If you have kids or younger siblings that fit the bill, please tell them to check it out. Here’s the link for the one at Main, and below are all the dates and times at various branches:

16831878_10154144913816891_350472519431772921_n
Source The Master Shift

Thursday, March 9
4:00 p.m.
Rooker Library
“If You’re a Poet…”
Karen & Jobe

Thursday, March 23
4:30 p.m.
Williams Library
“Poetry Out Loud”
Jobe (solo)

Thursday, March 30
4:00 p.m.
Main Library, Level 4
“Poetry for All”
Karen & Jobe

Friday, March 31
4:00 p.m.
Nixon Library
“Words with Teens”
Karen (solo)

 

Thinking about teens and poetry reminded me that sometimes you’ve got to go all the way back to the beginning, and Analytical Grammar had this fun post the class might enjoy:

16831878_10154144913816891_350472519431772921_n

I could give them my own beginner’s rhyme invention, my frustration, in limeric:

The problem in writing a poem
Is not knowing how to begin
Followed succintly
With how to continue
And finally writing the end.

But more than anything, I think young people will respond to the genuineness and fervor of slam poetry, so I sort of just want to inundate them with favorites!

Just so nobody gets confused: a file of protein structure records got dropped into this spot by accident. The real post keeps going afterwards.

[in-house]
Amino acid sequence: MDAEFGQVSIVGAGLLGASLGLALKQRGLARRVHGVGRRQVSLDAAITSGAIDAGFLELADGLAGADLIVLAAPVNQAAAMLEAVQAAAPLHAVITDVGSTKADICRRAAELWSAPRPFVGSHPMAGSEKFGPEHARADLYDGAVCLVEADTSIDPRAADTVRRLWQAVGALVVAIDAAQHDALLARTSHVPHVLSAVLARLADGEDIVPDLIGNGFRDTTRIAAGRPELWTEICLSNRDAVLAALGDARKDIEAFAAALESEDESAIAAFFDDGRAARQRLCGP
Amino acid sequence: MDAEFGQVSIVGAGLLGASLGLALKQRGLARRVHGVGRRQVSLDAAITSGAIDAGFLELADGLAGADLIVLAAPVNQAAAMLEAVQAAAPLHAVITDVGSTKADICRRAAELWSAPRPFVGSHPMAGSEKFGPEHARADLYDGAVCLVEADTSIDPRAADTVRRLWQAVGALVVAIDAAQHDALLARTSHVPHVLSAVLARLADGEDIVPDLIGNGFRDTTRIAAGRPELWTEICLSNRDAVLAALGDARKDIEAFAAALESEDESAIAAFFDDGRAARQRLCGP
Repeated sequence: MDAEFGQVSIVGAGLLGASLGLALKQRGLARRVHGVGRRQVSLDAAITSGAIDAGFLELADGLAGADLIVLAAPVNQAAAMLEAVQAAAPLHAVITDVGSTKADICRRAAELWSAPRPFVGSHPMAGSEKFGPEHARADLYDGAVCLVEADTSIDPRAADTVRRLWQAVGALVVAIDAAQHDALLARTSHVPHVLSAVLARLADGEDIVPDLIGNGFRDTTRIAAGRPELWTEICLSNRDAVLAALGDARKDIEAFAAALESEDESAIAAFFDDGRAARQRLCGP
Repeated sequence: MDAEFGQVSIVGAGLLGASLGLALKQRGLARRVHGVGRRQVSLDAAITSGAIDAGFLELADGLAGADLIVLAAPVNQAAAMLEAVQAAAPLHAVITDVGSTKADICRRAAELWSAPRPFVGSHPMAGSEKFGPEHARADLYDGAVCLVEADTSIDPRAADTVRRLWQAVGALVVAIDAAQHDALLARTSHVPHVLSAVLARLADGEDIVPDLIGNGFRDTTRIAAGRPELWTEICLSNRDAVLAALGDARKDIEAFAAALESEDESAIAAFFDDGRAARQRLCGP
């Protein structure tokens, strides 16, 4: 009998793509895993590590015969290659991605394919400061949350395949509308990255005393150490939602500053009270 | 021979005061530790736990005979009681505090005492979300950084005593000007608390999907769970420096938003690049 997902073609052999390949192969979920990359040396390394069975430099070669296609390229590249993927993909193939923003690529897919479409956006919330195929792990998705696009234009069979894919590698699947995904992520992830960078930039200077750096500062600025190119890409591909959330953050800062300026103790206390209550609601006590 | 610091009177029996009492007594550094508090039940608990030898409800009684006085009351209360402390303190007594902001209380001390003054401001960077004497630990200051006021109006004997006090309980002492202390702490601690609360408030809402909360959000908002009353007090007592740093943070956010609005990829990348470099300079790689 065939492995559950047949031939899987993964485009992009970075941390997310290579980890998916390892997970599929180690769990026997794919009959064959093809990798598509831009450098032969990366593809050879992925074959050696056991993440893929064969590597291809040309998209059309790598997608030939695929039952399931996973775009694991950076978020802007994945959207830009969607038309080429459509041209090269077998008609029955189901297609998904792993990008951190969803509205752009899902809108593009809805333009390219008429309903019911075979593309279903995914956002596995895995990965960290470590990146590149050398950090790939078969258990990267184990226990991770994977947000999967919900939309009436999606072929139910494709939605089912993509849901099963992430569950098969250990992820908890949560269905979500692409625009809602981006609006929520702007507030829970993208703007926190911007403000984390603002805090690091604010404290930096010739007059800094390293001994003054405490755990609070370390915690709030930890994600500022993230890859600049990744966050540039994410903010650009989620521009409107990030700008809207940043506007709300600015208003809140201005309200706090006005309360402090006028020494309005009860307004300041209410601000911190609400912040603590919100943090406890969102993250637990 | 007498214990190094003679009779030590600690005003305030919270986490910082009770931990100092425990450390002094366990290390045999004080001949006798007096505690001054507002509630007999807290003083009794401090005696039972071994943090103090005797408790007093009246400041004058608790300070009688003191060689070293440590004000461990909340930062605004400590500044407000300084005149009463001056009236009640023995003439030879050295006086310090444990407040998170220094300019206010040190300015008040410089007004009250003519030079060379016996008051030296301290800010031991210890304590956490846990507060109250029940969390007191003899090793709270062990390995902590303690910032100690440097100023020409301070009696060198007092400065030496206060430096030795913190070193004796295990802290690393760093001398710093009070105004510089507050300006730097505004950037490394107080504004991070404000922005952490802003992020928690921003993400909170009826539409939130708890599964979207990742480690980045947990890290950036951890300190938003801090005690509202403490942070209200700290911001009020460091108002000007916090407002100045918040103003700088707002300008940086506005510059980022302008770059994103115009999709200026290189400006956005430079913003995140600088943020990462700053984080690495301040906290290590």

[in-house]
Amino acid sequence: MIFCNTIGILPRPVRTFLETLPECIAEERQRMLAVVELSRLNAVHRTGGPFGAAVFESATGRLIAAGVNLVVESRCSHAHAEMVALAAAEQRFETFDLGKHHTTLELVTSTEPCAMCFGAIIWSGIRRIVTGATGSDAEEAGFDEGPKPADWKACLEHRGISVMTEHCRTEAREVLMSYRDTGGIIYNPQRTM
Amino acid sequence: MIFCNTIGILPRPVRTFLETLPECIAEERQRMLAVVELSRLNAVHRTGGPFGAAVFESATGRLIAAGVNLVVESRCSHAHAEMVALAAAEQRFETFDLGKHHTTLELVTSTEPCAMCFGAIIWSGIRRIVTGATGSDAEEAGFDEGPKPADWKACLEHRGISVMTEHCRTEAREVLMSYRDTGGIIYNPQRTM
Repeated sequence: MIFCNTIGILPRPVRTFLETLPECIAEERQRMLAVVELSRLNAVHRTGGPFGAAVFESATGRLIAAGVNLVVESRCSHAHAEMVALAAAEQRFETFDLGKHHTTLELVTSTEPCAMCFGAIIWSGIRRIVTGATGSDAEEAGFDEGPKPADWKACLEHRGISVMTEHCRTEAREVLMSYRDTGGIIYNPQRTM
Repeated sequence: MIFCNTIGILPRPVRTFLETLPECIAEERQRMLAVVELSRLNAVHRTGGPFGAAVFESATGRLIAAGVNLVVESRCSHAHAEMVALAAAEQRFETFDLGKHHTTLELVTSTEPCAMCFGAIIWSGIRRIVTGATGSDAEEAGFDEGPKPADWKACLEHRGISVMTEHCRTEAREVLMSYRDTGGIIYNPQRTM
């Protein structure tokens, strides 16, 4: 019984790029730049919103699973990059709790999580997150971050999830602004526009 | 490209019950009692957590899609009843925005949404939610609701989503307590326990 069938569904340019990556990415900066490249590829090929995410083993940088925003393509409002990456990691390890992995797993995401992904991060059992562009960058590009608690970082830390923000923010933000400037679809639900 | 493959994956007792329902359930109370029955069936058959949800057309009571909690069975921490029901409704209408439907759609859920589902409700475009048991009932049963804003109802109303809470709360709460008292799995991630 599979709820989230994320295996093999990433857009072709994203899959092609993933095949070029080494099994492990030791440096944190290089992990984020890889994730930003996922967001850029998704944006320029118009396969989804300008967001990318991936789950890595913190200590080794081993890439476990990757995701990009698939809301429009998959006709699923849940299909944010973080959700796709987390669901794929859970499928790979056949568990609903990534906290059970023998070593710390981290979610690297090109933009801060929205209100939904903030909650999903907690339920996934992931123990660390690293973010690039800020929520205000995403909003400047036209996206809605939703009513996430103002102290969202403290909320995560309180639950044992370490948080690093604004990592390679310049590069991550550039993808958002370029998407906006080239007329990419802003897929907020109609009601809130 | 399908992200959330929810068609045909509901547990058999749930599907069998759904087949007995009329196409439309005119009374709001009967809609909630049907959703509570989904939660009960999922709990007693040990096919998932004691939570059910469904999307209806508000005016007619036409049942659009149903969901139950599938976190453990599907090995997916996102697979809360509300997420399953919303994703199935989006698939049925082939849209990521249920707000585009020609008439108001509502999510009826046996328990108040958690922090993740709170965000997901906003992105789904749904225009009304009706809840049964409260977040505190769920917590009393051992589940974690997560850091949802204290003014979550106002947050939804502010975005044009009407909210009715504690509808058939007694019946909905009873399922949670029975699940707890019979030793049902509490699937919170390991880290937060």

Posted in Random Round Up, Reviews, Wednesday Readers

Best of 2016 from NPR

I adore looking at book covers, which is one of many reasons I prefer 50 Book Pledge to its mainstream counterpart Goodreads (but of course I have accounts with both). NPR put out a “best of” list of books from 2016, and it does not disappoint. You’ll find a multitude of represented genres here, from romance to kid lit. You’ll likely recognize many famous names. Maybe you have even had the pleasure of reading some of these gems.

Included below is my review of Colson Whitehead’s genius work The Underground Railroad: A Novel, first featured on CALS Bibliocommons (a great site, but one which you have to have a library card with Central Arkansas Library System to use):